Death is the fulfillment of the punishment God laid out in the Garden of Eden - "For dust you are, And to dust you shall return." (Gen 3:19)

"When you [God] take away their breath, they die and return to the dust." (Psalm 104:29)

"All flesh shall perish together, and man shall turn again unto dust. (Job 34:15)

The scriptures teach that when we are dead we do not think, we do not love and we do not hate. When dead, we do not work or plan and we are without knowledge and wisdom. In fact, we will not even remember God or be able to praise Him. In short, we will not have a conscious existence.

For the living know that they will die, but the dead know nothing; they have no further reward, and even the memory of them is forgotten. Their love, their hate and their jealousy have long since vanished. . . Whatever your hand finds to do, do it with all your might, for in the grave, where you are going, there is neither working nor planning nor knowledge nor wisdom. (Ecclesiastes 9:5-6, 10)

Ultimately, man suffers exactly the same fate as the animals:

I also thought, “As for men, God tests them so that they may see that they are like the animals. Man's fate is like that of the animals; the same fate awaits them both: As one dies, so dies the other. All have the same breath; man has no advantage over the animal...All go to the same place; all come from dust, and to dust all return. (Ecc 3:18 -20)

December 16, 2008 8:07 AM  
Blogger dannydamagichobo said...

Hey Jason

In regards to your argument, I'm gonna have to copy and paste it, because it's way too tedious to have to scroll back and forth. Also, could you tell me how to activate italics on this thing? thanks.


Jason: It should be noted that the term "eternal torment" doesn't exist in Scripture. Instead, we find phrases like "eternal punishment" and "eternal judgment". When we consider the ultimate gift to be given by God to the righteous will be eternal life, it naturally follows that the complete opposite of this would be eternal death. The punishment of the wicked won't be to suffer in physical agony for eternity, but instead to remain dead for the rest of time, never again having the opportunity to live.
___________________________________

I'm not sure which translation you're using (indeed, if any, perhaps you can read Greek and Aramaic, please let me know if you can, because I have other questions concerning meaning of certain words) but I can cite several passages that describe hell as everlasting torment:

Revelation 20:10 - And the devil, who decieved them, was thrown into the lake of burning sulphur, where thebeast and the false prophet were thrown. They will be TORMENTED day andnight forever and ever.

Mark 9:47-48 - And if your eye causesyou to sin, pluck it out.It is better for you to enter the kingdom of God with one eye thanto have two eyes andbe thrown into hell, where "their worm doesnot die, and the fire is not quenched."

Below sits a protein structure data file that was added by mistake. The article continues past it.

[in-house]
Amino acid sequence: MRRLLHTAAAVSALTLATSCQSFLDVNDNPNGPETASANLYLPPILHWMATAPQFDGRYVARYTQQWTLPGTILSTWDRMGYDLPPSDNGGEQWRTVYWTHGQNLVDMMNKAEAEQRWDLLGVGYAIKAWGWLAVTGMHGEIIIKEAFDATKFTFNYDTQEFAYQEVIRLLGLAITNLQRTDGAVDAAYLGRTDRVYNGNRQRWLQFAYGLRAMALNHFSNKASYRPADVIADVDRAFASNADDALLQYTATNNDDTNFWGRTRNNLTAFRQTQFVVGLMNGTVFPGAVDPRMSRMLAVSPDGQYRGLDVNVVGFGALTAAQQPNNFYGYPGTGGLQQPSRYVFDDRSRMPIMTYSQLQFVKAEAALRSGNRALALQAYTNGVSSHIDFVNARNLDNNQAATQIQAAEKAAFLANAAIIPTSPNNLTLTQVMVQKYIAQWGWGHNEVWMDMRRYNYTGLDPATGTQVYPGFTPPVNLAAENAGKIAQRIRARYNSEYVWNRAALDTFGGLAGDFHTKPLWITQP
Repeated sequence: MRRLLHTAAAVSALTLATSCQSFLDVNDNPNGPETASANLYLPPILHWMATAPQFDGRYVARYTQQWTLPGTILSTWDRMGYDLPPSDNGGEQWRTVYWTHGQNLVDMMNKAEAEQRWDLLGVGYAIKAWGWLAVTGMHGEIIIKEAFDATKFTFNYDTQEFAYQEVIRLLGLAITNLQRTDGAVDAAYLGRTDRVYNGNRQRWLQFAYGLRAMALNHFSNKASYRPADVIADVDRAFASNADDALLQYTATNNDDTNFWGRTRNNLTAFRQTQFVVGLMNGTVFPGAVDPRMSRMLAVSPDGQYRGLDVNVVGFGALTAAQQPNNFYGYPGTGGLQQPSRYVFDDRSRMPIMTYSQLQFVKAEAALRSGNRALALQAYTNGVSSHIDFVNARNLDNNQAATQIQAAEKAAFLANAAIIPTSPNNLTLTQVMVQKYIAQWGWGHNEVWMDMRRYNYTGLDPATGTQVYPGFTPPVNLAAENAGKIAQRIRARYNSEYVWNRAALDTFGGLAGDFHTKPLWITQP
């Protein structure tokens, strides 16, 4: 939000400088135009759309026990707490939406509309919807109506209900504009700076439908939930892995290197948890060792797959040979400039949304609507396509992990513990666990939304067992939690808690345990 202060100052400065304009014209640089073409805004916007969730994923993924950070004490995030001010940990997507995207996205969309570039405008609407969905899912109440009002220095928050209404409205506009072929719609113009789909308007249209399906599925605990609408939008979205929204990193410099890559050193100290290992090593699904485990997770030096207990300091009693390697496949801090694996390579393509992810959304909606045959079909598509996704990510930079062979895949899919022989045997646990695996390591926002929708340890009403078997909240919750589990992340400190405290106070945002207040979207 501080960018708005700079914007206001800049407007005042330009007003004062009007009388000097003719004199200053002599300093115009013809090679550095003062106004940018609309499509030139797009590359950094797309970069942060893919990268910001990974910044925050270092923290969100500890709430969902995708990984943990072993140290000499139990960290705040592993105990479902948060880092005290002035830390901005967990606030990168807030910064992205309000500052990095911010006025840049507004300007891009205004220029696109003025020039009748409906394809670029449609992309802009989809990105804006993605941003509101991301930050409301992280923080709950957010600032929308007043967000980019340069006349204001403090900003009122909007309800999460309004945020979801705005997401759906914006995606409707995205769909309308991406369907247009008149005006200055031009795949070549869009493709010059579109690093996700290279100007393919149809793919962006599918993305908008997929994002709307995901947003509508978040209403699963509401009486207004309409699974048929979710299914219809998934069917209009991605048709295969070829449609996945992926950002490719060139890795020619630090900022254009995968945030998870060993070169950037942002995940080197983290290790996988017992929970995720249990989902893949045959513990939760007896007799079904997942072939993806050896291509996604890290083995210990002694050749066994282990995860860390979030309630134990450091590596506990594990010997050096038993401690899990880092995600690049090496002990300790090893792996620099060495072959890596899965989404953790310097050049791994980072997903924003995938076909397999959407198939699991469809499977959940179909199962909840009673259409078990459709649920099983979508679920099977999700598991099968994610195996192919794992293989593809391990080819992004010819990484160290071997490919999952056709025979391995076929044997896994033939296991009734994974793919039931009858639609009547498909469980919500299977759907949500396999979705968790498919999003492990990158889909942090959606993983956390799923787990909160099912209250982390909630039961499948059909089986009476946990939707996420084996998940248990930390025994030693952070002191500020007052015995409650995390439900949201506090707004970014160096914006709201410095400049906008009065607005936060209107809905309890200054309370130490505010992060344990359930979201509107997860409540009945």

And I don't think I need to repeat Luke, with Lazarusand the rich man.

I saw your response to Jennifer regarding Revelation, and with all due respect, I don't see it as being an adequate response. If what Revelation is saying to not be taken literally (In terms of torment, since it seems to be using alot of imagery to suggest everlasting CONSCIOUS TORMENT)than how shall we take it, then?

As for your argument against the passage in Luke, it does not explain away the meanings behind the symbolism, such as heaven being a place of happiness and hell being a place of suffering.

And I guess this also has to go against the imortality of the soul, as well, otherwise the eternal punishment argument collapses.

Matthew 25:46 Then they will go to eternal punishment, but the righteous to eternal life.

Matthew does not descibe death to be non-existence (for I consider for one's conscious to cease to be the same thing as non-existence) for how can one be punished without being alive in the sense of having consciousness? The dath talked about in the gospels doesn't seem to be non-existence, but eternal suffering, not destruction, but ruination.

___________________________________

Jason: Death is the fulfillment of the punishment God laid out in the Garden of Eden - "For dust you are, And to dust you shall return." (Gen 3:19)

• "When you [God] take away their breath, they die and return to the dust." (Psalm 104:29)

• "All flesh shall perish together, and man shall turn again unto dust. (Job 34:15)

The scriptures teach that when we are dead we do not think, we do not love and we do not hate. When dead, we do not work or plan and we are without knowledge and wisdom. In fact, we will not even remember God or be able to praise Him. In short, we will not have a conscious existence.

• For the living know that they will die, but the dead know nothing; they have no further reward, and even the memory of them is forgotten. Their love, their hate and their jealousy have long since vanished. . . Whatever your hand finds to do, do it with all your might, for in the grave, where you are going, there is neither working nor planning nor knowledge nor wisdom. (Ecclesiastes 9:5-6, 10)

Ultimately, man suffers exactly the same fate as the animals: